What is a Covid or vaccine passport, how would they work and when would we be required to have one?

Those are questions we are starting to think about, as sunny weather this Easter weekend makes us dream of being able to do ‘normal’ things in the summer months, as more and more people get vaccinated against the coronavirus.

Although the UK is moving faster than many countries around the world to get millions of people inoculated, vaccine supplies have dipped and other places are further ahead when it comes to setting the rules for a world after lockdown.

Israel, for example, has a system which requires citizens to show they are vaccinated before attending events like concerts – which, believe it or not, have started up again.

Prime Minister Boris Johnson is expected to tell the nation more on Monday (April 5) about things like rules for holidays abroad, the next stage of lockdown easing on April 12 and so-called ‘vaccine passports’.

There have been mixed messages from the PM so far – who has at times suggested he’s against a jab passport system, or in recent weeks has implied pub landlords might have the option to impose one on customers.

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Mass gathering event trials

Details of 9 trial events have been revealed, which the Government is expected to use to test various options for testing and proof of vaccine.

The outcome of these events could determine the rules for events and socialising without social distancing this summer.

People attending the trials will have to adhere to an agreed code of behaviour when they purchase a ticket and to take a Covid test both before and after the event.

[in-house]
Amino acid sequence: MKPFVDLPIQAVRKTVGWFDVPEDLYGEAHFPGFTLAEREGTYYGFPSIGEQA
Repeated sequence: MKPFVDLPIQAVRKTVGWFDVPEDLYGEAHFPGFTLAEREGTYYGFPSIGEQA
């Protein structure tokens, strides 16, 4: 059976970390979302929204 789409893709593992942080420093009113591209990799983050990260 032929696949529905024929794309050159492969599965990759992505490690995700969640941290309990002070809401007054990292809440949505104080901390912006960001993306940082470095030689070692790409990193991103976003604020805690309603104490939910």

They will be required to follow existing Government guidance, including wearing face coverings, and to provide contact details of everyone in their group for NHS Test and Trace.

Health Secretary Matt Hancock said: “By piloting a range of measures to reduce transmission, we can gather vital scientific evidence to inform our plans for allowing events in the future.”

The trial events – list in full

1 - Hot Water Comedy Club, Liverpool, April 16

300 comedy fans will be the first guinea pigs for the Covid/vaccine passport.

2 - FA Cup semi-final, Wembley Stadium, April 18

4,000 fans will be allowed to watch Leicester vs Southampton, taking part in the scheme.

3 - World Snooker Tour, Crucible Theatre in Sheffield, April 17-May 3

A full house of 1,000 snooker spectators is expected, where the passport concept will be tested further.

4 – Open air Luna cinema, Liverpool, April 23-25

Again the event is expecting around 1,000 film fans, in another test for the idea.

5 – Fun runs, Hatfield House, April 24-25

A Hertfordshire venue will host three 10km fun runs. Up to 3,000 runners and 3,000 onlookers will be allowed at each event.

6 – Carabao Cup Final, Wembley Stadium, April 25

A week after the FA Cup semi trial, 4,000 fans will again be allowed to watch Tottenham take on Manchester City in the League Cup final.

Entry is expected to be dependent on a negative rapid test result, followed up by a more accurate PCR test at home afterwards.

Salisbury Journal: The new Wembley Stadium, London.

7 – ACC Business conference, Liverpool, April 28

In another use of Liverpool as a guinea pig, around 1,000 people are expected for a conference at ACC Liverpool at the end of April.